Since 2009, Boko Haram has been terrorising the north-eastern region of Nigeria with some attacks in other parts of the country including the United Nations building in the federal capital, Abuja.
Over 20,000 persons have been killed since they began their operation, and millions of others have been displaced from their homes.
Schools, homes, places of worship have been destroyed in the wake of their attacks. Children, unarguably, are the worst hit by the insurgency as there is no proper healthcare, food, shelter, and education.
Parents no longer send their children to school for their own safety, as schools (and children) are not shielded from their attacks. One of the missions of the insurgents is to stamp out any form of Western education, and our #BellaNaijaMCM this week Imrana Alhaji Buba, is fighting back, albeit without arms
The First Class graduate (Political Science) of University of Maiduguri founded Youth Coalition Against Terrorism (YOCAT) in 2010, when he was just a freshman in the university.
YOCAT is a volunteer-based youth-led organization in northern Nigeria working to unite youth against violent extremism through counter-radicalization peace education programs in schools and villages.
It is a coalition of students, teachers, development workers, and most importantly, all dedicated young activists.
In 2014, Imrana started the “My TV My School Initiative” as a project of YOCAT to provide education to primary school students in Borno and Yobe states that could not attend schools due to insecurity.
Through the production and distribution of DVD plates (free of charge) with primary school subjects Imrana and his team are making sure primary school pupils in the region are not left behind education-wise.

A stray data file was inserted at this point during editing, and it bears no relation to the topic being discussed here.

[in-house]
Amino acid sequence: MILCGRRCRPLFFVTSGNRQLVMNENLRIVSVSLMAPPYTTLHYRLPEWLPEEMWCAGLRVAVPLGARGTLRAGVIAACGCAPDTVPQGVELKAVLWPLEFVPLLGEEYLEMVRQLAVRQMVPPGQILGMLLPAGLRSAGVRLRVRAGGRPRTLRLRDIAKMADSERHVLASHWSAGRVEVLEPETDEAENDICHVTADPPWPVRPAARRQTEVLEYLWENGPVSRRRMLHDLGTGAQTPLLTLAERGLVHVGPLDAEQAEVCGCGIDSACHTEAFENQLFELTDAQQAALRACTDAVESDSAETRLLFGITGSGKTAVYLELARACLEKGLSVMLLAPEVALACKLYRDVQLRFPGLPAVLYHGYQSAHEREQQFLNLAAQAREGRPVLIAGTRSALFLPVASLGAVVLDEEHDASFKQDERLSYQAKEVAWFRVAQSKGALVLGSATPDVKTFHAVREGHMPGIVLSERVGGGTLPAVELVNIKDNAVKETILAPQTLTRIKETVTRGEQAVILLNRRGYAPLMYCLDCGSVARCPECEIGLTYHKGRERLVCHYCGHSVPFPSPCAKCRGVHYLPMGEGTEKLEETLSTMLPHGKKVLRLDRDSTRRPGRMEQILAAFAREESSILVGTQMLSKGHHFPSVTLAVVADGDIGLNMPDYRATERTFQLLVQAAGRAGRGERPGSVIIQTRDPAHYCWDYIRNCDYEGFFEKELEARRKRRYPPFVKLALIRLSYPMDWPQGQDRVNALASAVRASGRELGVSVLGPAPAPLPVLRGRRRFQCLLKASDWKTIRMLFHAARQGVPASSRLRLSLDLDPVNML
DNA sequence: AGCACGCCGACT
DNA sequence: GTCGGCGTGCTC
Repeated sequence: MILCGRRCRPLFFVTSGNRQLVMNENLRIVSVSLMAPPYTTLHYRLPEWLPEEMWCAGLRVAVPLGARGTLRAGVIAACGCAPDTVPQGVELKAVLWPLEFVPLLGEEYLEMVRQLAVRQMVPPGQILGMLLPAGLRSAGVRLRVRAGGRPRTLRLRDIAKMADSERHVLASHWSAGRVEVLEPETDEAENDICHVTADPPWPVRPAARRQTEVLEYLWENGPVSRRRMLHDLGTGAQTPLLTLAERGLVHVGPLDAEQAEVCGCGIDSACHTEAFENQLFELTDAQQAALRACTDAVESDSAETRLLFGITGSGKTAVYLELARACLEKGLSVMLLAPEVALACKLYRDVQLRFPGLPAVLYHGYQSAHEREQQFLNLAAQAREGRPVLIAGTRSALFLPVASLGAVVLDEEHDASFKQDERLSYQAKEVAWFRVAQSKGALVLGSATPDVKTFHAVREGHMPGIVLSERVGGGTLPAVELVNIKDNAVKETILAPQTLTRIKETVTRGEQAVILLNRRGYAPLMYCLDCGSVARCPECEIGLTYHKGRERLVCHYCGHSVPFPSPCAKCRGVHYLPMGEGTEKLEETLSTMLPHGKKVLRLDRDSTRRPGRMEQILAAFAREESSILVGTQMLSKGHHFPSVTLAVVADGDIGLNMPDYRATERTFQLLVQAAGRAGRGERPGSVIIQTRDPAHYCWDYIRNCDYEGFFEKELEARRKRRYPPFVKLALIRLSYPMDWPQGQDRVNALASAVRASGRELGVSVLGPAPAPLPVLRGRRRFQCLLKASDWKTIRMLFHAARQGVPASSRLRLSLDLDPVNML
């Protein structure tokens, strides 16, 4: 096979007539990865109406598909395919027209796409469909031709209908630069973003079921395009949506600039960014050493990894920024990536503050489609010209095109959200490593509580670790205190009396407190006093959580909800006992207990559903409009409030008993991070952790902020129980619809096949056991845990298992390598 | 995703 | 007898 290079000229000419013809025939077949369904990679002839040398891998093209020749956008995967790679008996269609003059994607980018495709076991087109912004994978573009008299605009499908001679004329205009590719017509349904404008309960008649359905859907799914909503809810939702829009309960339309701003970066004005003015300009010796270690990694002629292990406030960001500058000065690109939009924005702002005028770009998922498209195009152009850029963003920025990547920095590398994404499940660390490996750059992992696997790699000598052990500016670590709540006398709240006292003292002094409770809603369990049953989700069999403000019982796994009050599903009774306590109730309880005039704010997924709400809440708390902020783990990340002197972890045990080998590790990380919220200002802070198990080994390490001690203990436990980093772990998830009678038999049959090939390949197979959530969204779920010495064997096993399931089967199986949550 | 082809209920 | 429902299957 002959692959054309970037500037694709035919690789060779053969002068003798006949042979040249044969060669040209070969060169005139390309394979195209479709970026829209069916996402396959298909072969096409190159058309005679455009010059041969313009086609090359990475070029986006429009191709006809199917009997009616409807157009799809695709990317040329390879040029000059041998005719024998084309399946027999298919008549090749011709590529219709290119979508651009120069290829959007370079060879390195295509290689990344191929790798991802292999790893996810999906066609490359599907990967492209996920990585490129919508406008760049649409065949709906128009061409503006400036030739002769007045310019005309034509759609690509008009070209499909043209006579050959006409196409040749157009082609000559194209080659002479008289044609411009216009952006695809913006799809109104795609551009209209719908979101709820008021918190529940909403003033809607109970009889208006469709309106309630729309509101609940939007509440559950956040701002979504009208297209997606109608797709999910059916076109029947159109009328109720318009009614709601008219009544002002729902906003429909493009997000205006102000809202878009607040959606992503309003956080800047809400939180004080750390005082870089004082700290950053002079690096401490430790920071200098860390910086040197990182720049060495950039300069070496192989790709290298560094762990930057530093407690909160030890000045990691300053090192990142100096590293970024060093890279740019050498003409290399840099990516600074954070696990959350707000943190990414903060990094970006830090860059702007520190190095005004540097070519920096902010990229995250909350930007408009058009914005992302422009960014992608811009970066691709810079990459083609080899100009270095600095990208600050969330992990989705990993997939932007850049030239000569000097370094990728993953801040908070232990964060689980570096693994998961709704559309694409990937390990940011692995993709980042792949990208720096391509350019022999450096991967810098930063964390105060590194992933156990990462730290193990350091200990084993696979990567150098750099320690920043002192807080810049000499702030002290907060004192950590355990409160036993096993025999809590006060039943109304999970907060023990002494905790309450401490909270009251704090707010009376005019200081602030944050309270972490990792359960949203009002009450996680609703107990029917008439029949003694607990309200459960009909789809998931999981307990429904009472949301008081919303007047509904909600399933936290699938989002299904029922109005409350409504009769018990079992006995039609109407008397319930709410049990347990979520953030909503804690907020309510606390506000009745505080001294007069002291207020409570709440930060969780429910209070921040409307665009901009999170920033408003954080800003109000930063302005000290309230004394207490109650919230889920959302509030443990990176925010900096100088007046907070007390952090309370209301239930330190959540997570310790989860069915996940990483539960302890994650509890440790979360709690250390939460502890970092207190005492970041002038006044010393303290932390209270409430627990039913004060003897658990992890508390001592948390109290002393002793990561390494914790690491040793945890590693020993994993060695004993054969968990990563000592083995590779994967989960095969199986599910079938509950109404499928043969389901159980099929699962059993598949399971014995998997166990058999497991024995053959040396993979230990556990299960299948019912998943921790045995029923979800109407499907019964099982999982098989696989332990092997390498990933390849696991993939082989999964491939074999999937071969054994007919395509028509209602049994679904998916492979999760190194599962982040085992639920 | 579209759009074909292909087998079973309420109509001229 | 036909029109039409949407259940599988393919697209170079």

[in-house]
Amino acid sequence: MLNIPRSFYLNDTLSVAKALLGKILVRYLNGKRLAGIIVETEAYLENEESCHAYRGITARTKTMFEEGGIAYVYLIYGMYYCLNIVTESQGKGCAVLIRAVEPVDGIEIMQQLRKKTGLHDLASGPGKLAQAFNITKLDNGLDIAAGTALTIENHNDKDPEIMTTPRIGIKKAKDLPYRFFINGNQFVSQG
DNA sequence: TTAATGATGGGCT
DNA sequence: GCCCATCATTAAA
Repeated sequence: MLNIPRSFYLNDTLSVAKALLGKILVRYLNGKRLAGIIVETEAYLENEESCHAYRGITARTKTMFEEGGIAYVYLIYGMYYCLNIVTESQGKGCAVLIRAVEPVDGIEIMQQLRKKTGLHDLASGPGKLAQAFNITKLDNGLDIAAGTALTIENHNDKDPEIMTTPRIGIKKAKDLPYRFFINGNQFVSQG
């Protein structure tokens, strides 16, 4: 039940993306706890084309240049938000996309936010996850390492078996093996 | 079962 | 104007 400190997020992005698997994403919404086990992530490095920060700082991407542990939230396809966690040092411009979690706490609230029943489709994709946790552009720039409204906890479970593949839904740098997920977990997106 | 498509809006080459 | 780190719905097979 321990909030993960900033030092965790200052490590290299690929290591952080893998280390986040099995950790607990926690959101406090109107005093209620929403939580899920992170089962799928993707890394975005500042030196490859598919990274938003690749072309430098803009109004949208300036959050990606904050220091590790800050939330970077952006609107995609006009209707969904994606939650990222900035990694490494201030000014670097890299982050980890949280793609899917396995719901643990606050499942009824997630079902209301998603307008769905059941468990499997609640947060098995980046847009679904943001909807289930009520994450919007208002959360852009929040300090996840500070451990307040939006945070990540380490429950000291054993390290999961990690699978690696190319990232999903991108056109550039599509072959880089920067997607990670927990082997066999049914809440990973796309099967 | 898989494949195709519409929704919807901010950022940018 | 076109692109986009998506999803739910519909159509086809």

YOCAT, in partnership with local organisations organises peace education and skills acquisition training for young people in north-eastern Nigeria.
Owing to these programs, many young people learnt how to reject violence, respect one another, and embrace the values of peace in their everyday living.
Imrana describes his work as being “centered on weakening the appeal of violent extremism in north-eastern Nigeria through counter-radicalization peace education programs in schools and villages.”
Owing to his incredible work, Imrana was selected for the Generation Change fellowship of the United States Institute of Peace (USIP).
In 2016, he was selected as one of three Nigerians and 21 other young African changemakers in the Commonwealth for the Queen’s Young Leaders Award, where he recievdan initiative led by her majesty, Queen Elizabeth II of England.
Imrana is a LEAPAfrica SIP Fellow (2016) and YALI West Africa Fellow and is a participant in the Mandela Washington Fellowship (2017) program.